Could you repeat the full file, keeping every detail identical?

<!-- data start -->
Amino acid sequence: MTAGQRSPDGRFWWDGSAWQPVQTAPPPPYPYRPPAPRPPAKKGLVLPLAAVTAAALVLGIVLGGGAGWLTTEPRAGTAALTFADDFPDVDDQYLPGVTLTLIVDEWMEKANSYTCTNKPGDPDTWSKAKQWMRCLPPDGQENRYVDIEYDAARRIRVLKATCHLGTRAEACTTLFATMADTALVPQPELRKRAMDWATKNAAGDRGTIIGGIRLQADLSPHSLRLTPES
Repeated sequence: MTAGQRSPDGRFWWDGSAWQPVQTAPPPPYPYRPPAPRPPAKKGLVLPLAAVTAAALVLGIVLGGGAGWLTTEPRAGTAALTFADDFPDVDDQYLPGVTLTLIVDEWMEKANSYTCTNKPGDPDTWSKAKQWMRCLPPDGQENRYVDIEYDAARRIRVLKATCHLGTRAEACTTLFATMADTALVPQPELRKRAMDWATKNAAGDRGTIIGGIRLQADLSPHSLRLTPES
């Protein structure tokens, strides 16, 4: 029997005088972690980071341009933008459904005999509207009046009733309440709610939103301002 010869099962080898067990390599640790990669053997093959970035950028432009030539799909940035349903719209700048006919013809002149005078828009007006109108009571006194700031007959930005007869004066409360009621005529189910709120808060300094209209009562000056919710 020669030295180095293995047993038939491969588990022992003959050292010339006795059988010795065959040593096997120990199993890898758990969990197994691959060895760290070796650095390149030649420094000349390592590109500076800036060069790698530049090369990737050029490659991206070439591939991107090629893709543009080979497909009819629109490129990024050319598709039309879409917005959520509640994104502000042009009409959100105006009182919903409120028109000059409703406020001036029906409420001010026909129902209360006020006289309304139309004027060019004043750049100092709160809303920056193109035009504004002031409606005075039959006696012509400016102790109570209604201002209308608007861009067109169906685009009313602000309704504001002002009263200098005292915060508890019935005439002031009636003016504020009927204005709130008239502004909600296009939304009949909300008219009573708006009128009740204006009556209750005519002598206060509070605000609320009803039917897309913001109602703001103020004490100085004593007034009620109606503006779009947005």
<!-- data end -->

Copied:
Amino acid sequence: MTAGQRSPDGRFWWDGSAWQPVQTAPPPPYPYRPPAPRPPAKKGLVLPLAAVTAAALVLGIVLGGGAGWLTTEPRAGTAALTFADDFPDVDDQYLPGVTLTLIVDEWMEKANSYTCTNKPGDPDTWSKAKQWMRCLPPDGQENRYVDIEYDAARRIRVLKATCHLGTRAEACTTLFATMADTALVPQPELRKRAMDWATKNAAGDRGTIIGGIRLQADLSPHSLRLTPES
Repeated sequence: MTAGQRSPDGRFWWDGSAWQPVQTAPPPPYPYRPPAPRPPAKKGLVLPLAAVTAAALVLGIVLGGGAGWLTTEPRAGTAALTFADDFPDVDDQYLPGVTLTLIVDEWMEKANSYTCTNKPGDPDTWSKAKQWMRCLPPDGQENRYVDIEYDAARRIRVLKATCHLGTRAEACTTLFATMADTALVPQPELRKRAMDWATKNAAGDRGTIIGGIRLQADLSPHSLRLTPES
């Protein structure tokens, strides 16, 4: 029997005088972690980071341009933008459904005999509207009046009733309440709610939103301002 010869099962080898067990390599640790990669053997093959970035950028432009030539799909940035349903719209700048006919013809002149005078828009007006109108009571006194700031007959930005007869004066409360009621005529189910709120808060300094209209009562000056919710 020669030295180095293995047993038939491969588990022992003959050292010339006795059988010795065959040593096997120990199993890898758990969990197994691959060895760290070796650095390149030649420094000349390592590109500076800036060069790698530049090369990737050029490659991206070439591939991107090629893709543009080979497909009819629109490129990024050319598709039309879409917005959520509640994104502000042009009409959100105006009182919903409120028109000059409703406020001036029906409420001010026909129902209360006020006289309304139309004027060019004043750049100092709160809303920056193109035009504004002031409606005075039959006696012509400016102790109570209604201002209308608007861009067109169906685009009313602000309704504001002002009263200098005292915060508890019935005439002031009636003016504020009927204005709130008239502004909600296009939304009949909300008219009573708006009128009740204006009556209750005519002598206060509070605000609320009803039917897309913001109602703001103020004490100085004593007034009620109606503006779009947005």